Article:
Guernica

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Pablo Picasso, Guernica, 1937
By TROY WORKMAN

Plane engines scream across the sky. Bombs roar as they tear through bricks and steel, fire swallows buildings and people whole. Nazis and Spanish fascists soak their cold hands in innocent blood.

On April 27, 1937, the sleepy town of Guernica in the Basque country of Spain, was mercilessly bombed. Seventy percent of the town was destroyed and one third of the civilians were murdered. Guernica held no strategic value, it was simply picked as a stage for genocide. 100,000 pounds of incendiary bombs were washed over the city for three hours, while other planes picked off civilians trying to escape the fire and rubble. Fires raged across the city for three days.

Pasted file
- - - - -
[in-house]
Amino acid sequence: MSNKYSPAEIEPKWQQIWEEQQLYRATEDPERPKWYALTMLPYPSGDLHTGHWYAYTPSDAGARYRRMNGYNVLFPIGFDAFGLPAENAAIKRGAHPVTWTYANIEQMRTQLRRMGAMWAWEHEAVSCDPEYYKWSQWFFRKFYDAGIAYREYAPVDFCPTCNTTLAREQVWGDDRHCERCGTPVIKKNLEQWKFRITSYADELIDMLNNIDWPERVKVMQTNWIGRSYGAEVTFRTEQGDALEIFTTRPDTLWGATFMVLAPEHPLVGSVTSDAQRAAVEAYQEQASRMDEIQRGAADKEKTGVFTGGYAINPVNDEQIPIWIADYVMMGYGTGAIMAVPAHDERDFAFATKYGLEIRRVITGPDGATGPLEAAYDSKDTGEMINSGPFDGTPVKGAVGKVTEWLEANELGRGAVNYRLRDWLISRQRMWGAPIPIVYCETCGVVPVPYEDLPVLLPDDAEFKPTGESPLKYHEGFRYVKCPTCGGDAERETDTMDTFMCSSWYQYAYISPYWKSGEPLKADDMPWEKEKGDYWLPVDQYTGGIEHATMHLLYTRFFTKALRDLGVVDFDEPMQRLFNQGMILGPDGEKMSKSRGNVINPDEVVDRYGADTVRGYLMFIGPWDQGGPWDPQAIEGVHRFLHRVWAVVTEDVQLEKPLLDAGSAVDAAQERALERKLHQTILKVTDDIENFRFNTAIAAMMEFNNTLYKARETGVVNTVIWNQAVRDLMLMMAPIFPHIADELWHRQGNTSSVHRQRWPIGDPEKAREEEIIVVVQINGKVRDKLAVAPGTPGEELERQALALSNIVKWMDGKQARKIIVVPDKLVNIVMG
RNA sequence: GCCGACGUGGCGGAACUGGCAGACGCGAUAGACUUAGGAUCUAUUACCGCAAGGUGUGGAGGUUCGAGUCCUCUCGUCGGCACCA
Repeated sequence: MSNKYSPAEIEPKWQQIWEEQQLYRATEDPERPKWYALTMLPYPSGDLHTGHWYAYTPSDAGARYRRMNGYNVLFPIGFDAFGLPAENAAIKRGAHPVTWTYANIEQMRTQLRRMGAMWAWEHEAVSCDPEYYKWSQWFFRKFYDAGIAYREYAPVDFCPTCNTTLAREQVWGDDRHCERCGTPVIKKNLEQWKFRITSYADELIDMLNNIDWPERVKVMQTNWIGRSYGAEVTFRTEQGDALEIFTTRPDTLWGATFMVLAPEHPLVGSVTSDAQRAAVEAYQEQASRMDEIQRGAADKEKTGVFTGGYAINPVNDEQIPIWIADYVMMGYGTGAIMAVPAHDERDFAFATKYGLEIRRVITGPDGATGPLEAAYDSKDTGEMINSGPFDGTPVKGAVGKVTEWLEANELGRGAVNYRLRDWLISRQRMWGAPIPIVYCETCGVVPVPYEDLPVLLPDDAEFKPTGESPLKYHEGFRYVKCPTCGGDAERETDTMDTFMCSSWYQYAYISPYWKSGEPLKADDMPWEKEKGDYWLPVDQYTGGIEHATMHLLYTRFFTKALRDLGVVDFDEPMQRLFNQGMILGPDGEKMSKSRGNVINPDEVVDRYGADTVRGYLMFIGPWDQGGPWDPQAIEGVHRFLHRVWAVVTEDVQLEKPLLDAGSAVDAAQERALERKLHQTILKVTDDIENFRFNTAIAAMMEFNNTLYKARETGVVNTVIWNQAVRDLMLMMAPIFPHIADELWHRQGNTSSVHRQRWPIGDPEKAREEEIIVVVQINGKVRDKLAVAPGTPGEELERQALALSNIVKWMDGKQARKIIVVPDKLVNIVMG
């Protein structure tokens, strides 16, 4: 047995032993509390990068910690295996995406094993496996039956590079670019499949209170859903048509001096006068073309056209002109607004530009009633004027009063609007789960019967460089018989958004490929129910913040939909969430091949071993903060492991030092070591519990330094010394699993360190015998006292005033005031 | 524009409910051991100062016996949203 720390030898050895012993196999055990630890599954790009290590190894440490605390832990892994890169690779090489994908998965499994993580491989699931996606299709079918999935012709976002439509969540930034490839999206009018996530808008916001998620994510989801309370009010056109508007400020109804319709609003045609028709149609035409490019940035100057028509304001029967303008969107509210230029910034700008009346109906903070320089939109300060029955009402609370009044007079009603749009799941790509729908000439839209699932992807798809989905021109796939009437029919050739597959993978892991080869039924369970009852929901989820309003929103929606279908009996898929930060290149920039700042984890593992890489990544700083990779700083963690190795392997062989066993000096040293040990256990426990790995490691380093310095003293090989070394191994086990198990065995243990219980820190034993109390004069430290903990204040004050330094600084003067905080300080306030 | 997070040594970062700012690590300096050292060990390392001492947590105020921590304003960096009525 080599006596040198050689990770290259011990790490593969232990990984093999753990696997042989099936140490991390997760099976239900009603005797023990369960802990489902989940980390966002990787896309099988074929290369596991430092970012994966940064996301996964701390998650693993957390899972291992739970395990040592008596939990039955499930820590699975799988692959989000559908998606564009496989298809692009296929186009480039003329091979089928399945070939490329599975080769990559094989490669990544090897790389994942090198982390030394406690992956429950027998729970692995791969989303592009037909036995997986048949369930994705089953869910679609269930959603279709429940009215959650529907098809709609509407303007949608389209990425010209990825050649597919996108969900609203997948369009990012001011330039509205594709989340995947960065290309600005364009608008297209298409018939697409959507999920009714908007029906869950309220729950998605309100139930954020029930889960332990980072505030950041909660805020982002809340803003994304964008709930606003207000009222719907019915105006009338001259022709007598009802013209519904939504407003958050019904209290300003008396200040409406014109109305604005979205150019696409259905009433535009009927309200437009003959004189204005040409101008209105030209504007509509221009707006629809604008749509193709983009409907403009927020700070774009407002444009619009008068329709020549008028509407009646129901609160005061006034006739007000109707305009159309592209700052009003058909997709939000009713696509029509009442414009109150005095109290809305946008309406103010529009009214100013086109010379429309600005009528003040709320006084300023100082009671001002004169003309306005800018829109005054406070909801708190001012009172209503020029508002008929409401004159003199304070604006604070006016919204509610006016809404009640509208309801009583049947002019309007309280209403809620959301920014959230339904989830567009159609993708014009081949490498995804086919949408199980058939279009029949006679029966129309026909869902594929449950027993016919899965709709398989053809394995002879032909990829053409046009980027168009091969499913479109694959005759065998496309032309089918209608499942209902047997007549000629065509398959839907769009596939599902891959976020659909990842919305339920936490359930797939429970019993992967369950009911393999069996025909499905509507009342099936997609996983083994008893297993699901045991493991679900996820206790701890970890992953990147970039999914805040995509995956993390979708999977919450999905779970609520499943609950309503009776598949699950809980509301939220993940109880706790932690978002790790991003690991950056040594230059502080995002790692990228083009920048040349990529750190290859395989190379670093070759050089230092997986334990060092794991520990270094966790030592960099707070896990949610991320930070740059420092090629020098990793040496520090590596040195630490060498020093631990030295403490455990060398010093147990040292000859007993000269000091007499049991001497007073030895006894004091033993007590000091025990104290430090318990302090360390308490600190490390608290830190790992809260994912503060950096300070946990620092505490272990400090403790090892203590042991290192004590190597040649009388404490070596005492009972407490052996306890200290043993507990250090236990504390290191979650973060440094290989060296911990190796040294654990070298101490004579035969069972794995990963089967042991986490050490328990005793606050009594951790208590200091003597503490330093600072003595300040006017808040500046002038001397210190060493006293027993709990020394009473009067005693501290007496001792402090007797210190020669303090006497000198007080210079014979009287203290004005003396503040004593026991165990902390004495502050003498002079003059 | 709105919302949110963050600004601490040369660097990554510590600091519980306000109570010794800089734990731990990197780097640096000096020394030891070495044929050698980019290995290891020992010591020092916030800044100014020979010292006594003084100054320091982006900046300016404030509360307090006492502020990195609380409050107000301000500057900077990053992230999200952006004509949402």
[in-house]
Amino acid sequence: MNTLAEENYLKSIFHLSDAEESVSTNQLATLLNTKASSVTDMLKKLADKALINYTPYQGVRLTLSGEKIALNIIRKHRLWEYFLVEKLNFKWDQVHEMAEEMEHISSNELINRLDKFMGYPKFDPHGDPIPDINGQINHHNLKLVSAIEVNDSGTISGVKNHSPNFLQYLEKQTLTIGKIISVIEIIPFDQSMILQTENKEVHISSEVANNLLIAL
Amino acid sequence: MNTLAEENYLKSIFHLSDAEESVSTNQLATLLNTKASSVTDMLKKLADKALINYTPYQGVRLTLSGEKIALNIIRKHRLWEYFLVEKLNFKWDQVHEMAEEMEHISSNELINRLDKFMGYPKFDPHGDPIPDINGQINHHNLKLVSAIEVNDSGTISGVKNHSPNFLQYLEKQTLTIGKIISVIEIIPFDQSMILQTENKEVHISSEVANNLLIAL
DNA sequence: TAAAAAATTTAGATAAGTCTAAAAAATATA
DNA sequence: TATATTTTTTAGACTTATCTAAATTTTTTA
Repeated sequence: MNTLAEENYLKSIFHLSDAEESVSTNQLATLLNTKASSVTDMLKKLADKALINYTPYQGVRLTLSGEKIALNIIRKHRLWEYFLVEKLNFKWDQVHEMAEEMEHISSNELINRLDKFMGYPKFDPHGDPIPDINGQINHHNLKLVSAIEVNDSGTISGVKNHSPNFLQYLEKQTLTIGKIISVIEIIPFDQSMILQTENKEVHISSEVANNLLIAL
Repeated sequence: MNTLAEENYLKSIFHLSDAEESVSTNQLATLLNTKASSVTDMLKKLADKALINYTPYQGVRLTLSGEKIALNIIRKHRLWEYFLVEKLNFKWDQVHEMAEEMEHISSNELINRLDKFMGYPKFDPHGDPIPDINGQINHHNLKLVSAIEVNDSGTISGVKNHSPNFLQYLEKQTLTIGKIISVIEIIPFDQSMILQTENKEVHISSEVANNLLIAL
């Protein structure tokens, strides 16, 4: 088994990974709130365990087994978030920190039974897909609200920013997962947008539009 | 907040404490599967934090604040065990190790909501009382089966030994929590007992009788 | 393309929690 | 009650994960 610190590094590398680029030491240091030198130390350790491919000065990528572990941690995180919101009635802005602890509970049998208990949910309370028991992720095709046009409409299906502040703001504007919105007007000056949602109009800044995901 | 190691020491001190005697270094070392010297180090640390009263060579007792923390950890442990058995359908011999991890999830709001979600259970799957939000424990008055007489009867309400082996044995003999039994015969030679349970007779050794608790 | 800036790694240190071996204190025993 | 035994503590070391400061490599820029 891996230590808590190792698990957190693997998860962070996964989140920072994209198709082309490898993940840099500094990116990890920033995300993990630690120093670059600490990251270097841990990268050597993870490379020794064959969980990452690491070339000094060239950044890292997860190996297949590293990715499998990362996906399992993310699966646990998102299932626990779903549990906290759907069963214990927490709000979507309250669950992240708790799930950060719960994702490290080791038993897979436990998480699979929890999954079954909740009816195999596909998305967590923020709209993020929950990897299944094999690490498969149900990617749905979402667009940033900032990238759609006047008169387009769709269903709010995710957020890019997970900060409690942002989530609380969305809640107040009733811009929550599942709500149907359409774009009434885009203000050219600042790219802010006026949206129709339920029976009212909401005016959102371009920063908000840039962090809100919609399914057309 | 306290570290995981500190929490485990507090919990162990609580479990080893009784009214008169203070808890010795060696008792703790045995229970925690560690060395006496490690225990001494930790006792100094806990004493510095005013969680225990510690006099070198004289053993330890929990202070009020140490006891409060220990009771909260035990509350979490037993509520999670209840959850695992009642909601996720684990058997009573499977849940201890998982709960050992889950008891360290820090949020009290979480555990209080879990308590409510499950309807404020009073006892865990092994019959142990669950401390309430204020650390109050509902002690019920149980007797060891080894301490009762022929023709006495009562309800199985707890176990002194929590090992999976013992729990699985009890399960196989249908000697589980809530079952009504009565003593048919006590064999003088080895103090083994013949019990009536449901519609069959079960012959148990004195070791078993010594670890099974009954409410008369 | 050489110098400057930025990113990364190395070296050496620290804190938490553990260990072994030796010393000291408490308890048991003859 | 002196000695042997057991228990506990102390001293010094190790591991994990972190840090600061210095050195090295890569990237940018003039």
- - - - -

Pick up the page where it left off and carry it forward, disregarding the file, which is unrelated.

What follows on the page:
When the news struck Paris just days after the attack, and Picasso was horrified. He began making hundreds of sketches, and completed the painting for the Paris World's Fair. Not only did millions of people see this work of art at the Fair, after the event the Spanish Republicans sent Guernica on a world tour, and brought the Spanish Civil War to the globe's attention. The painting traveled for 19 years, and eventually returned home to Spain in 1981. Picasso stated that he wanted the painting to return only after Spain had public liberties and Democratic institutions.

The piece itself rattles with chaos. Black, White, and Grey, fight for balance in the jagged shapes. People and animals scream with shattered tongues. A man lies dead with a severed arm and a broken sword. A woman howls with grief for her dead child. A horse cries, impaled by shrapnel. People flail while being eaten alive by burning buildings. Guernica is the pinnacle of Picasso's extraordinary ability. This timeless piece represents the new era of modern warfare, and there is no escaping for anyone.


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